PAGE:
In a way, I'm glad I didn't get to this book as quickly as I meant to. That means there's less time to wait until the sequel comes out!
Catching Fire picks right up where The Hunger Games left off. Katniss has just won the cruel and terrible "Most Dangerous Game" style competition that the despotic leaders of Panem have devised to keep the peasantry in the twelve districts both entertained and subdued. She saves her fellow district member Peeta with a desperate gambit, pretending to be in love with him so the audience of the Games will take pity on them and spare them both. Katniss is just starting to realize that she doesn't get to go back to life as normal. She's now living in "The Winner's Village" and she and Peeta are expected to keep up appearances. Her erstwhile love interest Gale has been re-cast by the media as her "cousin." Still, she manages to sneak off and see Gale at least once a week.
One thing that really got my attention is when Katniss is pulled in for a secret meeting with evil President Snow. Katniss is intimidated by his vague threat that something horrible will happen to her family unless she can keep up the charade. As he leaves, Katniss can smell blood on his breath. I wondered if we are meant to interpret that scene figuratively or literally. If it's the latter case, then why is the president drinking blood? Just because he's totally psycho?
The 75th anniversary of Panem's Hunger Games means that a new twist is employed, and it's decided that the tributes shall be drawn from the pool of former champions, so Katniss and Peeta are sent back to compete again. This time, the game is set on a deadly clockwork island, with each section of the island timed to unleash a different danger every hour. Finnick, a former winner from one of the other districts makes an unlikely ally, as Katniss decides to use her time in the arena to secure Peeta's safety. Peeta, of course, is trying to do the same for Katniss, even upping the stakes by telling people that she is pregnant, as a way of trying to create more sympathy for her. As the Districts begin to rally around Katniss, they inevitably begin to rebel against the harsh regime they've suffered under.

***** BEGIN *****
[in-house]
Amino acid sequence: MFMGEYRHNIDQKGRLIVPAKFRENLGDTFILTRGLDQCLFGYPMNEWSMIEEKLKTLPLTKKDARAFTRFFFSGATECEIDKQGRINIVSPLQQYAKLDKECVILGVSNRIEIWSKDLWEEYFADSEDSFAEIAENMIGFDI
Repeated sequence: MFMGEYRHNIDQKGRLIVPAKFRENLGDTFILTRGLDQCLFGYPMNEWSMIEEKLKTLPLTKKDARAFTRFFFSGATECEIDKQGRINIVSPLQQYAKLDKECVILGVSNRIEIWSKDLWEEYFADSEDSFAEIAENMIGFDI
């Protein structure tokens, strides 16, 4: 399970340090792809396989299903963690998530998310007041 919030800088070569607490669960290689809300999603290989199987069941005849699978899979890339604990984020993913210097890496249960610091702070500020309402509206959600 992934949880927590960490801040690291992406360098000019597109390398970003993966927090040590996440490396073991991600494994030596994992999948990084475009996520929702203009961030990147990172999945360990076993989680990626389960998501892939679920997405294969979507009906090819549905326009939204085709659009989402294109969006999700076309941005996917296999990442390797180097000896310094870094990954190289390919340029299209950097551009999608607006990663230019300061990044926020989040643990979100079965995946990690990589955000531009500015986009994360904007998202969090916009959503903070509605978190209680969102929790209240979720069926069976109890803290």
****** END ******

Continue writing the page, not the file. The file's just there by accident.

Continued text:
In Catching Fire, Collins repeats the success that she had with The Hunger Games, taking an unlikely blend of violence and romance and somehow, making it work. One thing that I love about Katniss is how dense she can be. She's an athlete, a hunter and a young woman of action. She's not a thinker or an intellectual, and many of the political machinations that the other characters are engaged in are frankly, beyond her. This middle volume of the trilogy seems to make a strong case for a genuine romance with Peeta - he's a decent and wonderful person, who truly cares for Katniss. As the book ends, and Katniss is rescued by rebels from the long-lost "District 13" she is reunited with Gale, and I predict that the third book will give Gale plenty of face-time to try and sway readers back to his camp. For all of the excitement of readers who are cheering for either "Team Peeta" or "Team Gale" there is a third option - Katniss, in her heart of hearts, doesn't really want to be with anyone. An underlying theme of the books is "freedom" and as much as I root for Peeta, I think ultimately, Katniss wants to be "free" from any relationship. With an abrupt and cliffhanger ending, and a few months to wait yet for the finale, many readers will be eager to see how things will play out.
I borrowed this book.